The Pomp and Circumstance segment in Fantasia 2000 with Donald Duck was a lot of things before it stuck with the Noah’s Ark concept. The first idea they had in mind for it though is a hoot. Nik Ranieri, a former Disney animator, told this story in a Capilano Q&A while he was in town finishing work on The Prophet. He shared it publicly on his Facebook later. So what you’re about to read is a real story. 

This was one of the strangest events in the history of my time at the Walt Disney Studios. One I’m sure they wished would be buried for good…which is why I’m going to tell you about it. Roy E. Disney’s dream was to see Walt’s vision of Fantasia realized. This vision required new pieces of animation to replace old selections from the film, therefore creating a new experience with each theatrical release. This dream would be achieved to some extent, with the release of Fantasia 2000 but it was not an easy road. Many concepts were developed and subsequently thrown out in favor of others that were in turn thrown out as well.

One such idea came as a response to Michael Eisner’s choice of music. Pomp & Circumstance was the music that he chose. He said it was a very emotional piece that affected him greatly. Could it have been that he had just come from his son’s graduation when he decided upon this piece? Mmmmm, could be. Regardless, that’s what the filmmakers had to use whether they liked it or not.

So the then “Fantasia Continued” story team, set to work coming up with a theme to this music. The obvious choice was made, but how to fit the Disney magic into it proved a problem. Their solution was to make it a graduation/reunion with every known Disney character from the last 60 years witnessing the graduation of the princes and princesses from Disney animated history! The kicker was that at the end of the ceremony the princes all got diplomas where as the princesses all got babies.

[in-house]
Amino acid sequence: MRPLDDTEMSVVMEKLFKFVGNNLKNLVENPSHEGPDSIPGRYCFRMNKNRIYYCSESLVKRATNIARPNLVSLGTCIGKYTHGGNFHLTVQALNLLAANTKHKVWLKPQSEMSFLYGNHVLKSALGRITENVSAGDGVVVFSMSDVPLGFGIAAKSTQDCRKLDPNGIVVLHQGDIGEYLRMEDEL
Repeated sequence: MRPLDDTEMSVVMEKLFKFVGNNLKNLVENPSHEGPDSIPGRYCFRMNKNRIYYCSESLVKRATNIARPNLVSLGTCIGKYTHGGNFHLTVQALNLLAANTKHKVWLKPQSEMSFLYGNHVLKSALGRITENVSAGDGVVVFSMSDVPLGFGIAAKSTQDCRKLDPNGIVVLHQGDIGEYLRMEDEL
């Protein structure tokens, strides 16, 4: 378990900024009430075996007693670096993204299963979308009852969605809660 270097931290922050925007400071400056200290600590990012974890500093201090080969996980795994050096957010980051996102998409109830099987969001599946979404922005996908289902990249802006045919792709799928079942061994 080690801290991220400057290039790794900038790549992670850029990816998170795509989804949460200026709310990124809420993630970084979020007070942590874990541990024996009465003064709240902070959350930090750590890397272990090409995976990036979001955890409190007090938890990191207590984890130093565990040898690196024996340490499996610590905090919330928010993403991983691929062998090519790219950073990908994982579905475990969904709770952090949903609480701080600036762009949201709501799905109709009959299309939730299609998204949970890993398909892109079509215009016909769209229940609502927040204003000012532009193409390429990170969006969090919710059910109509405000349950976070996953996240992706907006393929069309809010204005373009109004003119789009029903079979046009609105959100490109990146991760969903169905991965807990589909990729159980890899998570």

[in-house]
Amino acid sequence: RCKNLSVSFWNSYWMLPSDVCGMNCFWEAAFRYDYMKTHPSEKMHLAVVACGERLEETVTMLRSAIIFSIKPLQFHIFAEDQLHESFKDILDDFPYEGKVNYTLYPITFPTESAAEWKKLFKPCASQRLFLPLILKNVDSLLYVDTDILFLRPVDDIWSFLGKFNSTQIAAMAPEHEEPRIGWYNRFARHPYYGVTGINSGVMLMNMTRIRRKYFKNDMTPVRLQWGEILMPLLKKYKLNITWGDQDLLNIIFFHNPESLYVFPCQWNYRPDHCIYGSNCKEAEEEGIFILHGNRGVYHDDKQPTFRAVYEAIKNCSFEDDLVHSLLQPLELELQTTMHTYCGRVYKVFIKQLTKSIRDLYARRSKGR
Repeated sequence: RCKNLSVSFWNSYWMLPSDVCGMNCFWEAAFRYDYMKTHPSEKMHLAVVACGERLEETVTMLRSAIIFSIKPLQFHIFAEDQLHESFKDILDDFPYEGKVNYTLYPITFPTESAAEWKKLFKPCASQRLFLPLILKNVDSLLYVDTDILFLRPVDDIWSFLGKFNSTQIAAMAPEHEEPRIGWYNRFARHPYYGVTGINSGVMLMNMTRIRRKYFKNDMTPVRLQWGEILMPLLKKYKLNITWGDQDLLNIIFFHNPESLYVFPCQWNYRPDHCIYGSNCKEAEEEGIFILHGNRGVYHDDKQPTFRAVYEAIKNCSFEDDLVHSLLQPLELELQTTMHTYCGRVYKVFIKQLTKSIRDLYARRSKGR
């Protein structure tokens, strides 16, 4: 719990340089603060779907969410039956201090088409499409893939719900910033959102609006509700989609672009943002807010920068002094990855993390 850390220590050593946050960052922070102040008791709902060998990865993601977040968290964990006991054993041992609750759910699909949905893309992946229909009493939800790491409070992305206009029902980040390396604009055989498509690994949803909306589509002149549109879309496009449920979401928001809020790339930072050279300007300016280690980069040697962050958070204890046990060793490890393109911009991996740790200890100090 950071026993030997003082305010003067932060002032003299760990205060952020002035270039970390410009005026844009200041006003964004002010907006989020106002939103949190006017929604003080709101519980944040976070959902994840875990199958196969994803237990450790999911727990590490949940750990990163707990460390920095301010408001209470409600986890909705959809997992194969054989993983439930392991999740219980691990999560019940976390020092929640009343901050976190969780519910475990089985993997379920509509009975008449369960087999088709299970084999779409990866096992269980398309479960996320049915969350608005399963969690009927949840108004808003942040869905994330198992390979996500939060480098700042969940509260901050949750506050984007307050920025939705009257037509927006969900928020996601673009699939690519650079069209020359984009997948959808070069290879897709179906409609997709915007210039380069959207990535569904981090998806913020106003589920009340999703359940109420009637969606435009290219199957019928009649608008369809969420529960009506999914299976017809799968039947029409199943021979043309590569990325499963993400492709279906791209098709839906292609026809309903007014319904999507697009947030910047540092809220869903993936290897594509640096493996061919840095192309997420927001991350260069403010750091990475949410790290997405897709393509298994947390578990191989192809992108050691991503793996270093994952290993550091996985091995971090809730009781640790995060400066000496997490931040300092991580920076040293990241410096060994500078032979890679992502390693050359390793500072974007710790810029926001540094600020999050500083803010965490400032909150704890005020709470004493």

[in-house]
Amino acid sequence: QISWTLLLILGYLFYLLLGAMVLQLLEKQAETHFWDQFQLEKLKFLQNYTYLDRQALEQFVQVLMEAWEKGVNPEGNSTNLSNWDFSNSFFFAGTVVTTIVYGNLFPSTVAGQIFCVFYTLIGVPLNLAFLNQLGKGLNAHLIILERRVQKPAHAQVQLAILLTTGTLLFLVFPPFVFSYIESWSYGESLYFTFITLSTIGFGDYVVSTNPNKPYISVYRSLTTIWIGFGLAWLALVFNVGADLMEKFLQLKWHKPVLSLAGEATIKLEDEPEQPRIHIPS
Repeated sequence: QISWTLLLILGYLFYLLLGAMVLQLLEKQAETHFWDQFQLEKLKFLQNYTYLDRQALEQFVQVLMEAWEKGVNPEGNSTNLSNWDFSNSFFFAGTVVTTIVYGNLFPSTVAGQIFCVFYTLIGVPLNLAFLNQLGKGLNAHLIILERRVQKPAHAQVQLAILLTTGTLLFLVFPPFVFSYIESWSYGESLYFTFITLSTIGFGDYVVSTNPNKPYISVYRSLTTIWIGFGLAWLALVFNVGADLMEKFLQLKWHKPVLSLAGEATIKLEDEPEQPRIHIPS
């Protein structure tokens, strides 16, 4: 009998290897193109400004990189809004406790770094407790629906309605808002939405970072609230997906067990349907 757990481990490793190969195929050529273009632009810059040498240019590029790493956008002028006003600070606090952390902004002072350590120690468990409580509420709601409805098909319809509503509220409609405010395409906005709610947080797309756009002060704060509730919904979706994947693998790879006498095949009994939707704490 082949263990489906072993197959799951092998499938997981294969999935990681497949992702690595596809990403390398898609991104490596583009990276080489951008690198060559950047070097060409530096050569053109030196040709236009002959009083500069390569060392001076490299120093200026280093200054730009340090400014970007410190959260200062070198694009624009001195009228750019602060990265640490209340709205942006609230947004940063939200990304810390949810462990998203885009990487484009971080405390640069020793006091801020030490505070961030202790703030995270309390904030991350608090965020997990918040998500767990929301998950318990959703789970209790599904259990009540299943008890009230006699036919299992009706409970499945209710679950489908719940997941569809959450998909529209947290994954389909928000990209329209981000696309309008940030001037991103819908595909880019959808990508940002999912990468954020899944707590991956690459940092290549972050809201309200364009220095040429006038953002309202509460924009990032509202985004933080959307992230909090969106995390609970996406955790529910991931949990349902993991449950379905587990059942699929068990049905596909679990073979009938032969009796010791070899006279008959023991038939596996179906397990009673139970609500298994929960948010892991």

A detail Nik detailed with pictures in his Facebook post was that the guys who were behind it asked Roy to invite a majority of the big animators in the studio, even animators who weren’t even working on Fantasia Continued to come see their early storyboard reel. They even invited some of the remaining Nine Old Men to come see.

The looks on our faces were reminiscent of that scene in The Producers (the good movie with Zero Mostel and Gene Wilder) where the audience first saw “Springtime for Hitler”. The fact that they invited the remaining nine old men, just added insult to injury (they of course, were brutally honest and left soon after the presentation). The reason for inviting us all was for every one to animate their own character – and they were ALL there …except for Pocahontas. This part makes me laugh because at that point, Glen Keane asked, “Where’s Pocahontas?”, to which they assured him that she would be added. As we left the building, I turned to Glen and wryly repeated, “Where’s Pocahontas”? To which he cringed and said, “I know, I know, I don’t know what I was thinking!” 

So when you think that Disney makes it look so easy, just remember, for every good film that is released, there were many versions and concepts that were thrown out before the final was given approval. That’s why these movies cost so stinking much.